Can data prefill provide fraud prevention benefits for personal auto? You bet.

By Edward Cammarato  |  April 21, 2011

Many carriers have implemented point-of-sale data prefill systems for auto or property lines of business — and many others have prefill projects in the development pipeline. In most cases, the business reasons for prefill involve the “customer experience” or other productivity measures. Faster and more accurate quotes result in more sales. The lift in sales and other operational metrics (such as more productive agents and more complete web quotes) provide a very strong return on investment. 

But there are several fraud prevention benefits that carriers may not be fully realizing with their data prefill program: 

  1. Reduced address fraud (personal auto) — Unfortunately, some people will misrepresent their addresses to obtain cheaper auto insurance. This problem tends to be geographically concentrated where urban territories may have much higher base rates compared with suburban, small town, or rural territories. The classic example is the customer who claims to live in an upstate New York town such as Rochester but who really lives in Brooklyn. A real-life example of this can be found here. Data prefill and a revised point-of-sale workflow can help. The process involves a combined prefill data search and comparison process. This automated technique can use the VIN returned from the coverage database to match against the state’s registration records — which may contain a conflicting address. This mismatch can be pursued and resolved at the point of sale prior to binding coverage.
  2. Reduced hidden drivers (personal auto) — The hidden-driver problem is not new. Some policyholders will avoid disclosing teens in the household or other licensed operators with bad driving records. The incentive for misrepresentation can be larger. Sometimes the “savings” can be several thousands in annual premium costs. And, unfortunately, there are few penalties — most carriers will pay a claim involving an unlisted driver even when information about the driver has been deliberately withheld. The bottom line: Carriers must use a wide variety of underwriting techniques to discover hidden drivers in the household at all stages in the policy life cycle. Carriers that do not aggressively pursue hidden drivers are surely subject to adverse selection. Most providers of automobile prefill systems include some sort of search against certain databases that specialize in discovering all potential drivers at the given address. There are other techniques that can yield additional value but require a deeper search of the history of prior policies. This can be helpful when a driver may have been listed on a policy several years ago but is not listed on the most current policy. A prefill program that scans all prior policies can effectively “discover” potential unlisted drivers.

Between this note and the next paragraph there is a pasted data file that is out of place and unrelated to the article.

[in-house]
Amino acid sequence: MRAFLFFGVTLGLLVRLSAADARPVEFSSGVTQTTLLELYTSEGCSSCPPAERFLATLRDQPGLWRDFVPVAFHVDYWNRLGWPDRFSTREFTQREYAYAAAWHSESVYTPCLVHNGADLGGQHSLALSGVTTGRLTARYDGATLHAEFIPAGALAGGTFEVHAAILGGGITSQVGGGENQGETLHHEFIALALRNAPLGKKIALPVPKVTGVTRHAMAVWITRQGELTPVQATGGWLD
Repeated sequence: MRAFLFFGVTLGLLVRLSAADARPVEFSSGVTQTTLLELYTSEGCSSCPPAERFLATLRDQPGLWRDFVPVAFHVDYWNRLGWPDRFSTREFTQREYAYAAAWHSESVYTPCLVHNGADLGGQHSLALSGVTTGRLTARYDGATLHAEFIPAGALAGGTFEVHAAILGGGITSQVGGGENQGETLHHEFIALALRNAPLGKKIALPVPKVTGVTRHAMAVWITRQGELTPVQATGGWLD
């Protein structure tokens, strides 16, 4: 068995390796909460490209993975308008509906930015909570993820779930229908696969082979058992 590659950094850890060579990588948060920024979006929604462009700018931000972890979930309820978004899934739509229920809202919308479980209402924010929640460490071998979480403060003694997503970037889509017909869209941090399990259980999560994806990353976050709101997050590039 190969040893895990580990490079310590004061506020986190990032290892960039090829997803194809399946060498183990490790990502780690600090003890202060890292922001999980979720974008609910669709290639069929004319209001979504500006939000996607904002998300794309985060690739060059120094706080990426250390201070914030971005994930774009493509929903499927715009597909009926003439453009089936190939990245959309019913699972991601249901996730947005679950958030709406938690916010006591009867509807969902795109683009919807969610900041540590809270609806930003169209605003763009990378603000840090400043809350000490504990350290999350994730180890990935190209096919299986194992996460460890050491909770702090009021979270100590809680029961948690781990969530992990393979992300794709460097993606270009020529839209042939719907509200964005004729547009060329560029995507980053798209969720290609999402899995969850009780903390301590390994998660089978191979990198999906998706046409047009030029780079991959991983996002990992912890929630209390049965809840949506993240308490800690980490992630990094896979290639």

3. Improved discovery of commercial/business use (personal auto) — The difference in premium between “pleasure” and “business” use can be significant. Certain vehicle types used in business may not even be eligible for a personal lines policy. Therefore, some customers and/or agents will misrepresent a vehicle’s use to save premium dollars. Proper use of a prefill program can help. In many states, the vehicle’s registration report will contain an indicator regarding whether the registration is in a personal or commercial category. Such flags can be especially helpful for certain vehicle types, such as pickup trucks and cargo type vans, which have a higher likelihood for business/commercial use.  I came across an interesting blog by R.L. Polk discussing the fact that about half of all light vehicle sales are trucks. Clearly, many (if not most) are for personal daily use. But determining which ones are used for business is critical for insurance companies.  

In summary, a prefill program can be most effective when it combines operational efficiency with a focused premium-classification program that uses the same data.